The diagnosis of ADEM secondary to EBV primary infection was made. The initial treatment was discontinued and high-dose corticosteroid therapy was started (1 g/day for 5 days) along with ganciclovir. Five days later, medullary MRI showed progression of the lesions, and IV immunoglobulins (2 g/kg) were added. This combination achieved a sensitive and motor recovery of the upper extremities.
A control MRI before hospital discharge demonstrated partial regression of the intramedullary hyperintensity (Figs. 2A and 2B). The patient was discharged after 2 months, but paraplegia of the lower limbs persisted.

Figure 2 (click to enlarge)

Figure 2. A. T2-weighted TSE-medial MRI shows intramedullary lesions in diffuse hyperintensities with atrophy of the cervical-dorsal cord. B. After intravenous injection of contrast medium, diffuse meningeal enhancement, no enhancement of intramedullary lesions.


ADEM is an inflammatory and autoimmune demyelinating disease of the central nervous system (CNS) that occurs in acute or sub-acute status. It is more common in children than in young adults[1,2]. The incidence is estimated at 0.4/100,000 individuals per year for children. The epidemiological data are not currently available for adults. There seems to be a gender and seasonal preponderance, with a peak in winter and spring[3].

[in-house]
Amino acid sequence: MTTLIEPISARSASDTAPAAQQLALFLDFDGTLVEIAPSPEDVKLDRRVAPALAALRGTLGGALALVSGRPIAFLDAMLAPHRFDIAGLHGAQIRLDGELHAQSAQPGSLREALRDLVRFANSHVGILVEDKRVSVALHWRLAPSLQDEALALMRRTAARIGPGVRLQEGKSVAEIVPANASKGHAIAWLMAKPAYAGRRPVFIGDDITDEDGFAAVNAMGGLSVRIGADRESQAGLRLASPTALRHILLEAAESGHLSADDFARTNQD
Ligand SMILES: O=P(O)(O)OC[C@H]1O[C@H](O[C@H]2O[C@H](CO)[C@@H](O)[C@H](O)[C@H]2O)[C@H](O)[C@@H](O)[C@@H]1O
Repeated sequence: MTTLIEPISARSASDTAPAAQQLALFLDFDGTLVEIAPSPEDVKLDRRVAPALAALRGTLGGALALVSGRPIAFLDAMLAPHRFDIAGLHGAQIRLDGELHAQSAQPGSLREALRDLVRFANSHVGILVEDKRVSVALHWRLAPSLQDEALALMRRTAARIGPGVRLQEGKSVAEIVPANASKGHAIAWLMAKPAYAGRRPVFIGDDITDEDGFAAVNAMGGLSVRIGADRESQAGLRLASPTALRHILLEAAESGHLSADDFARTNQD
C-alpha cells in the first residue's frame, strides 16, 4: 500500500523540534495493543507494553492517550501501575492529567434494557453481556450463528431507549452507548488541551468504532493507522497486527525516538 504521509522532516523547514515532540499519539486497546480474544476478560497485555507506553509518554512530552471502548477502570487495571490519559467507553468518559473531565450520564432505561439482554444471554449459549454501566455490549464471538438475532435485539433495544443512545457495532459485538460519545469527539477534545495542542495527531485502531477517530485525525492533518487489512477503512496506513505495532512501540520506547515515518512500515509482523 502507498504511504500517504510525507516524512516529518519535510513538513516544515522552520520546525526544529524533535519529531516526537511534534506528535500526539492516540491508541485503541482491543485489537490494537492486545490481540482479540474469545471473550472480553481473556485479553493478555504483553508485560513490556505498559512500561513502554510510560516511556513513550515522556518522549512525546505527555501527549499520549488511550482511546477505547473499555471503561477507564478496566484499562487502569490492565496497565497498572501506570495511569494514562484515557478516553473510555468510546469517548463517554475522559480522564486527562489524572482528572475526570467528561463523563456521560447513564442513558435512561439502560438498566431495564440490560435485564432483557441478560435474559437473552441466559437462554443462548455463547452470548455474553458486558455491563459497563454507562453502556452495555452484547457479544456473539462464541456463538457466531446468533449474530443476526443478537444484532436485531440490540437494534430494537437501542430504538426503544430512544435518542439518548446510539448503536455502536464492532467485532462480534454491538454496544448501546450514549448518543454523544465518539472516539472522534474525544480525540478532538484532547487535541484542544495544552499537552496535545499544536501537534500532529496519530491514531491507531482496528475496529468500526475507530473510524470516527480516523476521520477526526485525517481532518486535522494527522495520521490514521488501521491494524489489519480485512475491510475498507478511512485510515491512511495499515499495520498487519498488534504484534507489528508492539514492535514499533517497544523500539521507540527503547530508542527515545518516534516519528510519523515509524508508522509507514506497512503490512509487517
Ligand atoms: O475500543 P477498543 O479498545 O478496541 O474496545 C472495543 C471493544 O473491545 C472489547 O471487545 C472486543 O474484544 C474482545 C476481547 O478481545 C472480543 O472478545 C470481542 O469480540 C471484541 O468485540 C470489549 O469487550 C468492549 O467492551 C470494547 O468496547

This is an unusual medical condition in adults. In the case presented, the clinical course was marked by an unfavourable and rapid progression of the neurological symptoms, in contrast to what has been described in most cases of encephalomyelitis secondary to EBV that has been adequately treated.
It typically follows an infectious situation or vaccination. There is often a symptom-free interval of 2 to 30 days between the triggering factor and the first clinical signs, as in our case. Among the infectious agents involved in the pathogenesis of ADEM, viruses are the most common (measles, rubella, chickenpox, cytomegalovirus, herpes simplex virus, EBV) but some bacteria can also be involved (Campylobacter, Chlamydia, Legionella, Borrelia burgdorferi, Mycoplasma pneumoniae). Parasites such as Plasmodium and Toxoplasma have been more frequently reported in developing countries[4,5,6].
The autoimmune response is probably the result of the homology between the triggering factor (infectious agent, vaccine) and the myelin antigen of the host[5,6]. The clinical pattern of ADEM includes general signs such as fever, nausea, vomiting, discomfort and headache, and neurological signs such as seizures, focal neurology: hemispheric and/or medullary and altered mental status[7].